Friday, July 31, 2015

Review: Mission: Impossible - Rogue Nation

Director: Christopher McQuarrie
Runtime: 111 minutes

It's extremely rare that film franchises get better with age, yet Tom Cruise's 19 year-old Mission: Impossible series continues to see significant improvements. Four years after Brad Bird's Ghost Protocol, Ethan Hunt is back and shows no signs of given into fatigue. Screenwriter-turned-director Christopher McQuarrie has taken control of the fifth Impossible film, and despite some missed opportunities, he's created a stellar spy adventure that keeps Cruise and co. gleefully on track. 

Despite the presence of a new director and new screenwriters, the latest installment - subtitled Rogue Nation - has quite a bit in common with its predecessor. Like Ghost Protocol, Rogue Nation begins with the IMF (Impossible Mission Force) becoming compromised, albeit under different circumstances. Despite the nuclear disaster averted at the end of Ghost Protocol, the IMF has drawn the ire of Senator Alan Hunley (Alec Baldwin), who convinces the Senate to disband the cover ops organization. While agents like William Brandt (Jeremy Renner) and Benji Dunn (Simon Pegg) begrudgingly go with the flow, Hunt goes MIA. He's convinced that there's an organization known as The Syndicate, the sole purpose of which is to instigate acts of terrorism across the globe. 

While Hunt and his co-workers have faced various obstacles before, Rogue Nation gets great mileage by introducing the less tangible roadblock of uncertainty. Is The Syndicate real? Is Ethan Hunt going out of his mind after years working for the US government? Some of these questions have easy answers that aren't worth pondering, but their inclusion does highlight an effort on McQuarrie's part to bring something new to this outlandish adventure series. 

Yet the biggest and best question mark comes not in the form of an existential dilemma, but a person. Specifically, Rebecca Ferguson's Ilsa Faust, whose allegiance seems to change on a whim. The series has made good use of female characters in the past, but none have felt as complete as Ilsa. Frankly, by the end of Rogue Nation, I was ready for an entire movie dedicated solely to her exploits. Obviously no one's out to win awards here, but the actress does make quite an impression as woman who's equal parts Bond girl and Ingrid Bergman.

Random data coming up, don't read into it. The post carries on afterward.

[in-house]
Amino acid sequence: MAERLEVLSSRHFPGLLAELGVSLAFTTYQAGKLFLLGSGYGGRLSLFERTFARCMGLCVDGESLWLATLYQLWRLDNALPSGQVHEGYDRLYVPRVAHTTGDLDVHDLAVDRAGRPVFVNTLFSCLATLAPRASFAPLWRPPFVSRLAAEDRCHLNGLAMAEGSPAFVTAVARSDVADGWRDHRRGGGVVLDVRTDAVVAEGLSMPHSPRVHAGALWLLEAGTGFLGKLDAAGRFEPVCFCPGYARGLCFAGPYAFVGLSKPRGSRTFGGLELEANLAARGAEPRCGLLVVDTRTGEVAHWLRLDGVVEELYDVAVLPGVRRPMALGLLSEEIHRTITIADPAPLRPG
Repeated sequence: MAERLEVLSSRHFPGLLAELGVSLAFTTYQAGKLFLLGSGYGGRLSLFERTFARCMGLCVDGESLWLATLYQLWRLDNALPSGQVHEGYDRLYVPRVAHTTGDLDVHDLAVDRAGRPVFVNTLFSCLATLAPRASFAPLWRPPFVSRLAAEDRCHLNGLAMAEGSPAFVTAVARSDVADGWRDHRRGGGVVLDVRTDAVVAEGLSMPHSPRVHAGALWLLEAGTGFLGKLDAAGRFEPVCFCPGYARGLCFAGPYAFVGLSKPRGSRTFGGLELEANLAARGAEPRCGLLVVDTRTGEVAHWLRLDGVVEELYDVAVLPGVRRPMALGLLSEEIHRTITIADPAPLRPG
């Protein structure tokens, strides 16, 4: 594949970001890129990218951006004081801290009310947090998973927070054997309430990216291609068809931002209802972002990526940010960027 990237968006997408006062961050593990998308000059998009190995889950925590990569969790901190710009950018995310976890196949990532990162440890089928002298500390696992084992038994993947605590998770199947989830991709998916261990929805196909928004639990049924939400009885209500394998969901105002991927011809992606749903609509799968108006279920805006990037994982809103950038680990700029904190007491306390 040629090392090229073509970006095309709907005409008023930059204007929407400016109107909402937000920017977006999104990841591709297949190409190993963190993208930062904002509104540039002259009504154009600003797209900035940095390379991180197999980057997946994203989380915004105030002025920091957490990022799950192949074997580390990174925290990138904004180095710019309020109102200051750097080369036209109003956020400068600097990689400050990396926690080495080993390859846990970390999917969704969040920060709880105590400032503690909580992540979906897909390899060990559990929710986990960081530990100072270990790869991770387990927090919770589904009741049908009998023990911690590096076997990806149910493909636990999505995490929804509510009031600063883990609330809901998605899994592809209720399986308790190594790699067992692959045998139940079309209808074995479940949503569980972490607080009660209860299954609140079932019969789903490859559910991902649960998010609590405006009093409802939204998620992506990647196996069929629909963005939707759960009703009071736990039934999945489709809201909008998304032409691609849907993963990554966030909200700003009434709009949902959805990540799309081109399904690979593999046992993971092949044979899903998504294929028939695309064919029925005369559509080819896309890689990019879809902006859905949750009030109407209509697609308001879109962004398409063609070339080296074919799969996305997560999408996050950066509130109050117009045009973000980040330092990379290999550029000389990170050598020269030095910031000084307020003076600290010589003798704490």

In fact, despite Ethan Hunt's lone wolf status through the first chunk of the film, the film fares best when it works to incorporate as much of the supporting cast as possible. Cruise can play this role in his sleep and still be convincing, which leaves quite a bit of room for the rest of the cast to really make their mark. Of the returning cast, Pegg is easily the most enjoyable of the lot, playing the frenzied sidekick to Cruise's laser-focused leading man while still remaining grounded. Renner's role has much less to do this time around, but the actor manages to land a few solid quips, especially in his scenes opposite Baldwin. 

This being a Mission: Impossible film, however, the real question is: but what about the stunts?? Even though Mr. McQuarrie's experience behind the camera is limited, he and his technical collaborators have done an excellent job of providing Rogue Nation's required spectacle. If anything, McQuarrie overloads the film's first half with excellent set pieces, the crown jewel of which involves an assassination attempt set in the rafters of an opera house. The film's marketing has made a big deal of Cruise actually hanging off of the side of a plane, but by the film's end, that oddly weightless bit of stunt work is a distant memory.

The downside of overloading the film's first half is that McQuarrie compensates by padding the second half. The second hour takes far too long to reshuffle the deck, and McQuarrie's exception handle on the pacing goes too slack for what's supposed to be an high stakes adventure. There are also narrative developments (or rather, lack thereof) that mar Rogue Nation's ambitions. Overall, The Syndicate doesn't feel like much of a major threat (other than as some vague, amorphous "evil" entity). McQuarrie's concept of his villains far outstrips his execution, which struggles to move beyond square one. Ghost Protocol built to a definitive struggle to thwart a specific plot, while Rogue Nation's climax involves trying to get the bad guy because, well, he's probably planning on doing something the next few months (????).